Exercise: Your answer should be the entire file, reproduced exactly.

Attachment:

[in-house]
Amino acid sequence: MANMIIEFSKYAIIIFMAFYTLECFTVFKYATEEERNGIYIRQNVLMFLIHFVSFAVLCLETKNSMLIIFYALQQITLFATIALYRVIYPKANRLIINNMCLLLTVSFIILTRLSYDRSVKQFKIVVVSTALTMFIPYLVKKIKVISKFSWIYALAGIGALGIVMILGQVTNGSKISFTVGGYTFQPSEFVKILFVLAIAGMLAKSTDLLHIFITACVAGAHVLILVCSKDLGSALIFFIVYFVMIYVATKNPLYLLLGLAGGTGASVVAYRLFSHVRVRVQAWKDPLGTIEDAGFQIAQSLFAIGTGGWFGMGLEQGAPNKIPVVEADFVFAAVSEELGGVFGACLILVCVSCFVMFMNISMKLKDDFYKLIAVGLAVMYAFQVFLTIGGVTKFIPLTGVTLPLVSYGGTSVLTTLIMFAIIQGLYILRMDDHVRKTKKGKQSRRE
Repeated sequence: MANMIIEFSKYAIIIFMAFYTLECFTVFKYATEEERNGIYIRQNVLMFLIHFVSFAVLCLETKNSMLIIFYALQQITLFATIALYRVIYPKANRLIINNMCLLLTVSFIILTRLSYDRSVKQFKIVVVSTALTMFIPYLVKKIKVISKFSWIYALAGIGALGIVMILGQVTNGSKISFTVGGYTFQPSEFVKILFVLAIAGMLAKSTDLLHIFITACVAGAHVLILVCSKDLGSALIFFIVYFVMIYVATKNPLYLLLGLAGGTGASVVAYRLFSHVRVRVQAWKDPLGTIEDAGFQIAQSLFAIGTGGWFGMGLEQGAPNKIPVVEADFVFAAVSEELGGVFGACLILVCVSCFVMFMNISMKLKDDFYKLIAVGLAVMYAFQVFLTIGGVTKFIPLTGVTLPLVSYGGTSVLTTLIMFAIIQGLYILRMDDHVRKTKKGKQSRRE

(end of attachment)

[in-house]
Amino acid sequence: MANMIIEFSKYAIIIFMAFYTLECFTVFKYATEEERNGIYIRQNVLMFLIHFVSFAVLCLETKNSMLIIFYALQQITLFATIALYRVIYPKANRLIINNMCLLLTVSFIILTRLSYDRSVKQFKIVVVSTALTMFIPYLVKKIKVISKFSWIYALAGIGALGIVMILGQVTNGSKISFTVGGYTFQPSEFVKILFVLAIAGMLAKSTDLLHIFITACVAGAHVLILVCSKDLGSALIFFIVYFVMIYVATKNPLYLLLGLAGGTGASVVAYRLFSHVRVRVQAWKDPLGTIEDAGFQIAQSLFAIGTGGWFGMGLEQGAPNKIPVVEADFVFAAVSEELGGVFGACLILVCVSCFVMFMNISMKLKDDFYKLIAVGLAVMYAFQVFLTIGGVTKFIPLTGVTLPLVSYGGTSVLTTLIMFAIIQGLYILRMDDHVRKTKKGKQSRRE
Repeated sequence: MANMIIEFSKYAIIIFMAFYTLECFTVFKYATEEERNGIYIRQNVLMFLIHFVSFAVLCLETKNSMLIIFYALQQITLFATIALYRVIYPKANRLIINNMCLLLTVSFIILTRLSYDRSVKQFKIVVVSTALTMFIPYLVKKIKVISKFSWIYALAGIGALGIVMILGQVTNGSKISFTVGGYTFQPSEFVKILFVLAIAGMLAKSTDLLHIFITACVAGAHVLILVCSKDLGSALIFFIVYFVMIYVATKNPLYLLLGLAGGTGASVVAYRLFSHVRVRVQAWKDPLGTIEDAGFQIAQSLFAIGTGGWFGMGLEQGAPNKIPVVEADFVFAAVSEELGGVFGACLILVCVSCFVMFMNISMKLKDDFYKLIAVGLAVMYAFQVFLTIGGVTKFIPLTGVTLPLVSYGGTSVLTTLIMFAIIQGLYILRMDDHVRKTKKGKQSRRE